Blocking OWA access for a user is a problem for Exchange 2013 CU1

Some people like to track the stream of knowledge base articles as they are released by Microsoft. I do not, possibly because there always seems to be better things to do such as write blog entries. So I am grateful to those of you who pointed out KB2835562, otherwise known as “You can't disable Outlook Web App (OWA) access for users in Office 365 or on-premises Exchange Server”.

Exchange 2007, 2010, and 2013 all support the ability to block user access to the various protocols supported by the server. The same is true when running Exchange on-premises or Exchange Online and is true for both BPOS (in the past) and Office 365. KB2573225 explains how to use the Set-CASMailbox cmdlet to enable or disable access to POP, IMAP, ActiveSync, MAPI, and OWA. It’s pretty simple to do but a highly effective method of controlling protocol access on a per-mailbox basis.

Exchange 2013 changes the rules of the game in that server roles are reduced to two: mailbox and client access (CAS). The CAS has been reduced to only providing authentication and proxy/redirection services, leaving the mailbox server to handle all protocol access and rendering.

Change is the way of the world and we are all accustomed to it. Unfortunately, problems can creep in when software changes. In this case, the Exchange developers have made some pretty fundamental changes to server roles and I expect that the problem that surfaced with controlling OWA access is symptomatic of what can happen when software evolves. It’s hardly a serious problem when viewed in the context of the overall landscape of Exchange, but it’s annoying that the issue has not been detected until now.

Microsoft prides itself on the build and test process that is used to verify software development does not introduce regression and this problem is a prime example of feature regression, which then makes you wonder just how effective the testing suite really is at detecting problems. Actually, I think that Exchange testing is pretty good overall. The reality is that the scale of use that the product gets magnifies any bug that sneaks through. This is not an excuse, merely an observation.

The bug is also present in the RTM version of Exchange 2013.  I expect that the fix for the problem will appear in the next cumulative update for Exchange 2013. CU2 should make its appearance in late June or early July.

In the interim, if you need to disable access to OWA for a particular user whose mailbox is on an Exchange 2013 server, you might be out of luck. The suggested workarounds in KB2835562 are not attractive. For Office 365, the workaround is to disable user access by setting the user’s sign-in status to “Blocked”, while for on-premises Exchange the equivalent is to disable their Active Directory account. Yikes!

I guess that the workarounds are appropriate if OWA is the only protocol used to access Exchange. However, if the user also has a mobile device that connects to Exchange via ActiveSync or even uses Outlook (MAPI) on an occasional basis, blocking access is a one-size affects all protocols solution that will cause the user to be unable to get to their mailbox, which might not be what you intend to do.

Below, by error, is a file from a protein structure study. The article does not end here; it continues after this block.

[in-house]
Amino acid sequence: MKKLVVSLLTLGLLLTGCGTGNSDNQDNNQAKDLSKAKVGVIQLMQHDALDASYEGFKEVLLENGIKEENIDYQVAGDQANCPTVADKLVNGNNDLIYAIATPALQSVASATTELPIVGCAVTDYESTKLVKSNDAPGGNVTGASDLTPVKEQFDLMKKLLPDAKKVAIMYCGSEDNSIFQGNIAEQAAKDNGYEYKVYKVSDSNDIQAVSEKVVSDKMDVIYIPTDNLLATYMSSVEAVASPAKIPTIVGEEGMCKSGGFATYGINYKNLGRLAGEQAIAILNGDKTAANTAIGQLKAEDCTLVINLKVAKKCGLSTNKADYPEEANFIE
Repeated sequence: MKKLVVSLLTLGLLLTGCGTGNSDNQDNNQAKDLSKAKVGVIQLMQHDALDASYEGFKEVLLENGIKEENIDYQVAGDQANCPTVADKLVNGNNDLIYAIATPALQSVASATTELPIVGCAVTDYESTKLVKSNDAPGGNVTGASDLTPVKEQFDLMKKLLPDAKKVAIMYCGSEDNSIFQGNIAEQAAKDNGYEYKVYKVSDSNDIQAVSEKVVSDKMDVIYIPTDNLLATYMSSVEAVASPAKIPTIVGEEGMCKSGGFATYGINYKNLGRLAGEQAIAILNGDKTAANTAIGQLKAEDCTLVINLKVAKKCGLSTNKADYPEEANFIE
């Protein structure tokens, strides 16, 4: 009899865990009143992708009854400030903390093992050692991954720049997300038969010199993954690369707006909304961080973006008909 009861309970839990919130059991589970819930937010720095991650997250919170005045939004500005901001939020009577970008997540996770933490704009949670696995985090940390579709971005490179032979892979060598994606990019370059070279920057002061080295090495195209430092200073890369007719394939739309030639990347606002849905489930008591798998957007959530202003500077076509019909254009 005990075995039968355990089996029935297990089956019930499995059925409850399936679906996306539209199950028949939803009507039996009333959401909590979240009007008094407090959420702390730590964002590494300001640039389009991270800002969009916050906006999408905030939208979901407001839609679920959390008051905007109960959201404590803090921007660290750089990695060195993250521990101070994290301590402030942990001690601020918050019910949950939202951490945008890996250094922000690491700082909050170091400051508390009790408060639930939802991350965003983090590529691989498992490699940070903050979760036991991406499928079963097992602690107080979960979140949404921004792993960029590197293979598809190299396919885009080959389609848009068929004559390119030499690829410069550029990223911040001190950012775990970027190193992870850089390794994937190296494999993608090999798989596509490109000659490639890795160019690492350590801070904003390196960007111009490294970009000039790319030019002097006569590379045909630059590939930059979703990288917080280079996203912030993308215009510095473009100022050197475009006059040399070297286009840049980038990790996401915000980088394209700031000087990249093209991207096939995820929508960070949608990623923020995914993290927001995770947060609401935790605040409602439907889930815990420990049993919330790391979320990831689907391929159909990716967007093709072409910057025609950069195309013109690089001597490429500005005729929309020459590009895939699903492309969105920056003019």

As I mentioned in my post about the Outlook soft-delete bug last week, Microsoft produces individual fixes for bugs that are reported and it is possible that if you have a support contract you will be able to get a fix by contacting Microsoft. On the other hand, if you run without support, you will just have to wait...

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Discuss this Blog Entry 2

on Apr 16, 2013

Tony

Correction... Microsoft prides itself on thoroughly testing new products and patches on general public.
Remember Microsoft made this way and you vill like it. Seriously there is a very mature product from IBM called Domino.
Cost of ownership probably half what MS product is and it is not explosive. Exchange lovers should really try it. I am available to help - but than what if you have a product that works other than extinction level event you may be out of the job and same with consultants that support this contraption.
So to keep us busy Microsoft please innovate freely. Mind you instead of introducing "Purest Exchange" ever get the basics working first.

on Apr 16, 2013

@keruzam, I agree that Microsoft should make sure that they ship the best possible version of Exchange to customers. They do their best, but the sad fact is that their automated testing suite has failed to detect many issues over the last few years. Domino has had its fair share of bugs too... Like all software!

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Tony Redmond

Tony Redmond is a senior contributing editor for Windows IT Pro and the author of Microsoft Exchange Server 2010 Inside Out (Microsoft Press) and Microsoft Exchange Server 2013 Inside Out: Mailbox...
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